C: If we wish to think of a circle as N-sided polygon, then



An N-gon has N sides



A circle is a limit of a N-gon as N→∞



Therefore a circle has lim N→∞ , N=∞ sides



It doesn’t particularly matter which one of these is correct, because the answer is 100% not four.



Recall, X is a square circle, if and only if it has the properties of a square and a circle, and X is a square if and only if it has 4 sides, and a circle does not have 4 sides, therefore X cannot be a square and a circle. Furthermore, X doesn’t refer to anything particular, it’s an abstraction, thereby we can deduce that no square circles can exist, and as a derivation, no square circles exist.



The hypothetical of a square circle is logically impossible, which is to say it is necessarily not the case, which indicates it is not possible. The resolution is negated



Debate Round No. 1
AllUnpowerful

Pro

Even if the premises you gave were to be accepted, I wasn't arguing that square circles are not logically impossible or that logically impossible things cannot exist. I was arguing that you cannot prove every statement that concludes anything is true to be false and you haven't even touched that. Your argument is a non sequitur; it's talking about something that's off topic.
X1

Con

Clarification



Recall the resolution: Anything is a Hypothetical Possibility



This is to say, any hypothetical is the case in some possible world. If I can find one proposition that is not the case in any possible world, then the resolution is negated. I have done this. Pro states this is a non-sequitur, but it follows perfectly from any reasonable reading of the resolution. This being said, let’s address some other points.


Refutations

Look at the first 3 strings of his code:

first = "anything is true."
first1 = "anything is still true even if"
second = " it is false that "
As I said before, this literally accomplishes nothing.


“Anything is true”
Once again, no, If I can find one thing that is not true, this statement is untrue.
“Anything is still true, even if it is false”
Once again, definitely not, things that are true are true, and things that are not true are not true.


This is true by virtue of the law of excluded middle, stating P or ~P is true, and it can’t be the case that both are true, because this is an exclusive disjunct.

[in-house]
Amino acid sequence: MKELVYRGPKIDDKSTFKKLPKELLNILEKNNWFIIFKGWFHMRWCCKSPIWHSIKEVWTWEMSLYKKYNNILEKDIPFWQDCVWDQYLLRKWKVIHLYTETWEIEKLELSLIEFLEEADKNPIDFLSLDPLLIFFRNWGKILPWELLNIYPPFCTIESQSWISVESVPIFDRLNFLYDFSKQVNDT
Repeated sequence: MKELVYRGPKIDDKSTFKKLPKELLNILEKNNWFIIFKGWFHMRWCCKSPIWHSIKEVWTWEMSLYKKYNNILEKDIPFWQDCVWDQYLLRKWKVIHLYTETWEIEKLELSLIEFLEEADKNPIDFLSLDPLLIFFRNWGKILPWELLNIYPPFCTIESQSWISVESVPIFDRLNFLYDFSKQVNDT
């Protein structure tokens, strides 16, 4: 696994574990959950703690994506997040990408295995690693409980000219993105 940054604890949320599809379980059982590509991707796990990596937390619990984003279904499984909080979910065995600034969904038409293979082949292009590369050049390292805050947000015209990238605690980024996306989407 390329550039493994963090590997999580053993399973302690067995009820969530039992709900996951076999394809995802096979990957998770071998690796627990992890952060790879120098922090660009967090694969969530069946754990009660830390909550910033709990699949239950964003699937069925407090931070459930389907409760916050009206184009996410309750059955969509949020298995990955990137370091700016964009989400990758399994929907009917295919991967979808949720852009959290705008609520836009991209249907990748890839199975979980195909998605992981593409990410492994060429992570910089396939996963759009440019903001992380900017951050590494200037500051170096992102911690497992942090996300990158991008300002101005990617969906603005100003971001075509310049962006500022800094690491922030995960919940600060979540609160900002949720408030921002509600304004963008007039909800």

Pro says:
” It is even possible that they don't exist and the logically impossible and being all powerful are impossible and they didn't make it that way, but still simply because they made it that way. So any hypothetical might be true because anything is true if they made it that way.”




Pro seems to argue that because an omnipotent being could exist, they could make anything occur, but this is false. An all powerful being is still bound by logic. Even theist philosophers agree that God can only do what is logical. For example,
X is omnipotent if X can do anything.
X can either create a rock he necessarily can’t lift, or he cannot create the rock(exclusive disjunct)
X cannot do both
X cannot do anything


All powerful beings are still bound by logic, thusly somethings, if they are non-logical, are necessarily false.


Lastly, pro states:”I was arguing that you cannot prove every statement that concludes anything is true to be false”


I shall need pro to rephrase this statement in a more coherent manner. If you are arguing that I cannot disprove the proposition that everything is true, then this is false, because I would merely have to find one untrue thing.


If you are arguing that one cannot prove things are either true or false, this is wrong. Any proposition that asserts that X and ~X are true, is necessarily false.


If you are stating that I cannot disprove every proposition that is asserted to be true, then you are correct, however the case that X has not been disproved, does not in any way entail X is true nor even possible.




Debate Round No. 2
AllUnpowerful

Pro

There were a lot of premises in your argument and all of the base ones were yet to be proved. I don't see many rational people agreeing with any of your argument.

Even if you're right about everything, you still haven't proven that it's not the case that, whatever you believe, you're right about everything and a maximally omnipotent god made everything true anyway, as they could do that by definition of being able to do anything. You still haven't disproved every possibility where anything is possible, so it is still possible that anything is possible. If it is possible that something is possible, that thing is a hypothetical possibility. It is possible that anything is possible, so anything is a hypothetical possibility. Therefore, the topic is true.